Wednesday, February 06, 2013

The Need to Strive for Unity

The elections are over and Binyamin Netanyahu is left with the formidable challenge of forming a stable coalition. This is a nerve wracking process, not only for the haggling politicians but also for the public who helplessly watch it unfold. In Israeli political discourse, the Russian variant of the word "coalition" is used: ko-a-litz-i-ah. Yitzchak Rabin used to call it go-a-litz-i-ah, a play on the Hebrew word for "disgusting". For once, I agree with Mr. Rabin.

As the stomach turns: Netanyahu could, in theory, ignore Yesh Atid's 19 mandates and form a narrow coalition of 61 MKs: 31 from Likud-Beiteinu, 12 from HaBayit HaYehudi, 11 from Shas and 7 from Yahadut HaTorah. However, such a coalition would likely be quite unstable, as it would only take 2 disgruntled MKs to take the government down. Therefore, Bibi is going to great lengths to please Ya'ir Lapid and his cohorts. Lapid better watch his step! For if Yesh Atid continues to grandstand, Bibi could very well leave them out of the coalition at the beginning. In such an event, wallowing in the opposition may very well cause the Yesh Atid party to disintegrate, with some of them forming a faction that will run on all fours in order to join the government.

With the expected change in the status quo regarding religion and state, one would expect that the religious parties would find a way to cooperate. Unfortunately, the distrust among them is very, very deep. In addition to this deep distrust is an equally deep enmity, fed by mutual disrespect. Everybody thinks that their way of life is the way of life, that their rabbis are the rabbis, and that anyone else just does not make the grade. The situation brings to mind the words of the Netziv, in his introduction to the book of Genesis:

Because of the groundless hatred in their hearts, they suspected anyone with a different religious practice of being a Sadducee or heretic. Due to this, they came to extreme bloodshed and to other evils until the Temple was destroyed. Regarding this came the justification of the divine judgment, because the Holy One, blessed be He, is a yashar, and He cannot tolerate righteous people like this unless they also function with decency in their dealings with the world.

The religious parties are now faced with a great task: to strive for unity! This unity must not be a unity of "lets grit our teeth and bear them". It must be a unity of mutual respect, founded on humbleness and the ability to see beyond one's own shteeble.

HaBayit HaYehudi went a long way on the road to unity before the elections, and it payed off in the polling booth. Now they, along with Shas and Yahadut HaTorah, must bury the hatchet, and find the way to sanctify God's name in the public sphere. The public will not forgive them if they fail.


yaak said...

Nice post.

I'd like to add that not only did Bayit Yehudi go a long way on the road to unity before the elections, but the same happened in Shas and UTJ as well. Shas did so with Aryeh Deri and Eli Yishai burying the hatchet with each other. UTJ did so with the Netzah party disbanding and unifying under UTJ.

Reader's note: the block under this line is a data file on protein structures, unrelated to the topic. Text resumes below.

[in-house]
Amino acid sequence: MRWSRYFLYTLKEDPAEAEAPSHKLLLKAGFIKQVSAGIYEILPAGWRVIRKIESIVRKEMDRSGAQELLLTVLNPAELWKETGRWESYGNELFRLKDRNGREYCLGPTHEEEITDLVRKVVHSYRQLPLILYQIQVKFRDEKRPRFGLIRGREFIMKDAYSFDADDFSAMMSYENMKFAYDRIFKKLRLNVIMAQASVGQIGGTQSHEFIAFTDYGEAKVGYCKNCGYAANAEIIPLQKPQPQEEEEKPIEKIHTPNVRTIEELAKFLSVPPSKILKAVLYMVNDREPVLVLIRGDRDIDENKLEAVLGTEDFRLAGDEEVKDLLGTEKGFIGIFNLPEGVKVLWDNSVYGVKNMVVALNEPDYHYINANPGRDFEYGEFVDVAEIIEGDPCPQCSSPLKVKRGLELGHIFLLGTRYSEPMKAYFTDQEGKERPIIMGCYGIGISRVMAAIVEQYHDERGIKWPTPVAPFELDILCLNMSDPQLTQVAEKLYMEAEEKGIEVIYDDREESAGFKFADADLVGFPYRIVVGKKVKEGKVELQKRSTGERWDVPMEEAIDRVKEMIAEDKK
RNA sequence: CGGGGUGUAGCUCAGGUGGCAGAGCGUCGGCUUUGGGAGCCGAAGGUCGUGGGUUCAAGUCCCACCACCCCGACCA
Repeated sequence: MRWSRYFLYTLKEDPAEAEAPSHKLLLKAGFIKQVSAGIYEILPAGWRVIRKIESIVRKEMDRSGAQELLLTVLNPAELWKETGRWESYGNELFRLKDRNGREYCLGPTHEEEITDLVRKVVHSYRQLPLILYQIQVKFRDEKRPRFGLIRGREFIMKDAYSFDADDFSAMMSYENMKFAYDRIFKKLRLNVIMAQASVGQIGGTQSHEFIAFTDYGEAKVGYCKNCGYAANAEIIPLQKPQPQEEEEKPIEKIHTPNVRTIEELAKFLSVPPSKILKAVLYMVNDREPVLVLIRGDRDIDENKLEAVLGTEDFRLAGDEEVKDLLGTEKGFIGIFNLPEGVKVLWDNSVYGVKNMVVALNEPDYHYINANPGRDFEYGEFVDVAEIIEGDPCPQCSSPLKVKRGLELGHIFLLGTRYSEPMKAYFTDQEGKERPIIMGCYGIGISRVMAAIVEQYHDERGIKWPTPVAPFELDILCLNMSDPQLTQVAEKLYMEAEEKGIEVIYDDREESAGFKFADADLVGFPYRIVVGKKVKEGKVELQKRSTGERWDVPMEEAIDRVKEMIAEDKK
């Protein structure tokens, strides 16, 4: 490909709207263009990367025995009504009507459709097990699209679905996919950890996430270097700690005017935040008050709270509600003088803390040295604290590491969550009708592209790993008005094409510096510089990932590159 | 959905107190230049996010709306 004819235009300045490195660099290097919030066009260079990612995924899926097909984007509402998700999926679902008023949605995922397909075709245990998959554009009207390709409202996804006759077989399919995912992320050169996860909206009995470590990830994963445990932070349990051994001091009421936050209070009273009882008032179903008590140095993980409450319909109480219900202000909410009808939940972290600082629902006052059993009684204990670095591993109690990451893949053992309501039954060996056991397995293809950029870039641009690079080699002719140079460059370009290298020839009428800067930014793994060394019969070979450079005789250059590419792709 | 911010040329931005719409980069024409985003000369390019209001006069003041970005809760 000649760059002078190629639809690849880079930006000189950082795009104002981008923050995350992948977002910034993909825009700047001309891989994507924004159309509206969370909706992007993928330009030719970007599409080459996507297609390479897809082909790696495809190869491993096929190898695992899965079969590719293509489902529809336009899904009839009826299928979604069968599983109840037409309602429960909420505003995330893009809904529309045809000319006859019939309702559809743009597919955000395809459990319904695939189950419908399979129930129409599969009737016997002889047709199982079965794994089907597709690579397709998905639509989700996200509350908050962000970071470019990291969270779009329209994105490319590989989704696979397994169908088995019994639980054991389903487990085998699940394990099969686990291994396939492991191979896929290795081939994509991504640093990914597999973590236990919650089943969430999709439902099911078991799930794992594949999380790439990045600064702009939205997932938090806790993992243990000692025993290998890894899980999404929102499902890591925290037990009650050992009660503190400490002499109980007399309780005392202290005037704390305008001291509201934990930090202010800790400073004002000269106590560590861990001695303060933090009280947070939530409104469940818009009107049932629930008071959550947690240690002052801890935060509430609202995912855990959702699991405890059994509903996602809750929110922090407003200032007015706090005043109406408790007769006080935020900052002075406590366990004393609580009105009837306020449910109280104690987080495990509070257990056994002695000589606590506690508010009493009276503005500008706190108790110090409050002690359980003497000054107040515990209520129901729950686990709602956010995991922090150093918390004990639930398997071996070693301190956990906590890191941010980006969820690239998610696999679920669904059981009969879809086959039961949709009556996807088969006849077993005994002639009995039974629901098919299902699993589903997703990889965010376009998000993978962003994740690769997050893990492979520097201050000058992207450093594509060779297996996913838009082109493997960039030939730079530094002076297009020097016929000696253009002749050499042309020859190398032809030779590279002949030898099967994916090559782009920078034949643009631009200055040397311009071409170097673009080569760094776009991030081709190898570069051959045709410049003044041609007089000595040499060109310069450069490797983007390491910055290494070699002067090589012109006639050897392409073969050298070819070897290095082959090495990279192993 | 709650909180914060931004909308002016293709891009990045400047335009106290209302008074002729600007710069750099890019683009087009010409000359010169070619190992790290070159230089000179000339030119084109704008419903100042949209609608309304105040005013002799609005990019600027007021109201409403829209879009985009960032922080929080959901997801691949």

I'd also like to add that there are promising signs - in a number of articles that were posted in recent days - that there may be unity between BY, Shas, and UTJ after all. One can only hope that the talks between the various groups lead to unity. If that happens, Ya'ir Lapid will be responsible for great Ahdut - but not in the way he expected.

Dov Bar-Leib said...

Over time Yeish Atid will have to be included in this Achdut, but negotiations with the secular world will likely take months if not a full year to hammer out the details. This period of time is far greater than the 6-8 weeks required to form a Coalition. So first the internal Unity between Bayit Yehudi and the Chareidim must precede negotiating with Lapid. Together, the religious parties are really all Beit Yehudah (Bayit Yehudi) and the secular parties that are not part of the Erev Rav are all Beit Ephraim or Beit Yisrael. Even the name of one of the parties that was just absorbed by Likud is Yisrael Beiteinu. In the hands of Ben David the stick of Yehudah is brought together with the stick of Ephraim who represents Yisrael. This will exclude the Erev Rav parties of Kadima, Tzippy, Labor, Meretz and Chadash. Each of those represents one of the five soul roots of the Erev Rav. Those five will wither and die. But watch how over the next three years, the inner core comes together. And yes, it will include Ya'ir Lapid.

Cosmic X said...


Good point. Both Shas and UTJ are to definitely to be commended for reaching internal unity before the elections. Once again, the results are telling: Shas managed to get 11 seats in spite of Am Shalem and Koach Lehashpia. UTJ went up to seven seats, something that has been long expected due to the growth of the Hareidi community.

Dov Bar-Leib,

Interesting, however I was taught by my rabbis to be very careful before applying the term "Erev Rav" to anybody.

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